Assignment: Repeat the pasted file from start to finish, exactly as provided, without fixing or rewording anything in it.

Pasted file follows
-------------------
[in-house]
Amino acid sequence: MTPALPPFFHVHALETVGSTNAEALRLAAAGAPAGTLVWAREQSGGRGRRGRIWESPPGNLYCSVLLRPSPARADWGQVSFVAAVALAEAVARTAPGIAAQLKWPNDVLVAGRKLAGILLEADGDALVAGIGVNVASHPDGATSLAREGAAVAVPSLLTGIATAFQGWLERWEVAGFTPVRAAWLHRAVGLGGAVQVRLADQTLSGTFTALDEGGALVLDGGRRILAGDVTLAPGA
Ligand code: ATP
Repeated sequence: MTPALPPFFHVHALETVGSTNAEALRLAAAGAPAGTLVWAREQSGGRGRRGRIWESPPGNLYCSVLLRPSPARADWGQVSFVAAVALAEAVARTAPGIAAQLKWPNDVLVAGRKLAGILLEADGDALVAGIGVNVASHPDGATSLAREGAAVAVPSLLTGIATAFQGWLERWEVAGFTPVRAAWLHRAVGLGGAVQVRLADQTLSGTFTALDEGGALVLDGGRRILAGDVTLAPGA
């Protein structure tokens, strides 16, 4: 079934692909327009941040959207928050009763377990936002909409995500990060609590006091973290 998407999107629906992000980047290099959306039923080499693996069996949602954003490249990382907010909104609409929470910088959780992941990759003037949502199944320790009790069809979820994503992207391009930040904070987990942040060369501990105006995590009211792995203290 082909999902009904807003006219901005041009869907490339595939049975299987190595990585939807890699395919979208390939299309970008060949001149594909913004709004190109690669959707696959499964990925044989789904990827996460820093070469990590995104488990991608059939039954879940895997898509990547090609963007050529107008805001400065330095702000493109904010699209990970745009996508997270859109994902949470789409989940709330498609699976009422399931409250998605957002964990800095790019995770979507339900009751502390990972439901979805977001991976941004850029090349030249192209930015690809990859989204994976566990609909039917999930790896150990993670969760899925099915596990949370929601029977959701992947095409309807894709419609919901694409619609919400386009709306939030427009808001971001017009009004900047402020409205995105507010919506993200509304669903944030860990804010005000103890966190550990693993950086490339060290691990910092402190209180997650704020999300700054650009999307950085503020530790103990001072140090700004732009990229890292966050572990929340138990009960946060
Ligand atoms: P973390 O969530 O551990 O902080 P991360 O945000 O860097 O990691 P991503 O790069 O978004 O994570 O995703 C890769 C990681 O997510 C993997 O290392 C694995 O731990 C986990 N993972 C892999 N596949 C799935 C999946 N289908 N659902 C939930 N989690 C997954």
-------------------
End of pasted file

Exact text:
[in-house]
Amino acid sequence: MTPALPPFFHVHALETVGSTNAEALRLAAAGAPAGTLVWAREQSGGRGRRGRIWESPPGNLYCSVLLRPSPARADWGQVSFVAAVALAEAVARTAPGIAAQLKWPNDVLVAGRKLAGILLEADGDALVAGIGVNVASHPDGATSLAREGAAVAVPSLLTGIATAFQGWLERWEVAGFTPVRAAWLHRAVGLGGAVQVRLADQTLSGTFTALDEGGALVLDGGRRILAGDVTLAPGA
Ligand code: ATP
Repeated sequence: MTPALPPFFHVHALETVGSTNAEALRLAAAGAPAGTLVWAREQSGGRGRRGRIWESPPGNLYCSVLLRPSPARADWGQVSFVAAVALAEAVARTAPGIAAQLKWPNDVLVAGRKLAGILLEADGDALVAGIGVNVASHPDGATSLAREGAAVAVPSLLTGIATAFQGWLERWEVAGFTPVRAAWLHRAVGLGGAVQVRLADQTLSGTFTALDEGGALVLDGGRRILAGDVTLAPGA
């Protein structure tokens, strides 16, 4: 079934692909327009941040959207928050009763377990936002909409995500990060609590006091973290 998407999107629906992000980047290099959306039923080499693996069996949602954003490249990382907010909104609409929470910088959780992941990759003037949502199944320790009790069809979820994503992207391009930040904070987990942040060369501990105006995590009211792995203290 082909999902009904807003006219901005041009869907490339595939049975299987190595990585939807890699395919979208390939299309970008060949001149594909913004709004190109690669959707696959499964990925044989789904990827996460820093070469990590995104488990991608059939039954879940895997898509990547090609963007050529107008805001400065330095702000493109904010699209990970745009996508997270859109994902949470789409989940709330498609699976009422399931409250998605957002964990800095790019995770979507339900009751502390990972439901979805977001991976941004850029090349030249192209930015690809990859989204994976566990609909039917999930790896150990993670969760899925099915596990949370929601029977959701992947095409309807894709419609919901694409619609919400386009709306939030427009808001971001017009009004900047402020409205995105507010919506993200509304669903944030860990804010005000103890966190550990693993950086490339060290691990910092402190209180997650704020999300700054650009999307950085503020530790103990001072140090700004732009990229890292966050572990929340138990009960946060
Ligand atoms: P973390 O969530 O551990 O902080 P991360 O945000 O860097 O990691 P991503 O790069 O978004 O994570 O995703 C890769 C990681 O997510 C993997 O290392 C694995 O731990 C986990 N993972 C892999 N596949 C799935 C999946 N289908 N659902 C939930 N989690 C997954």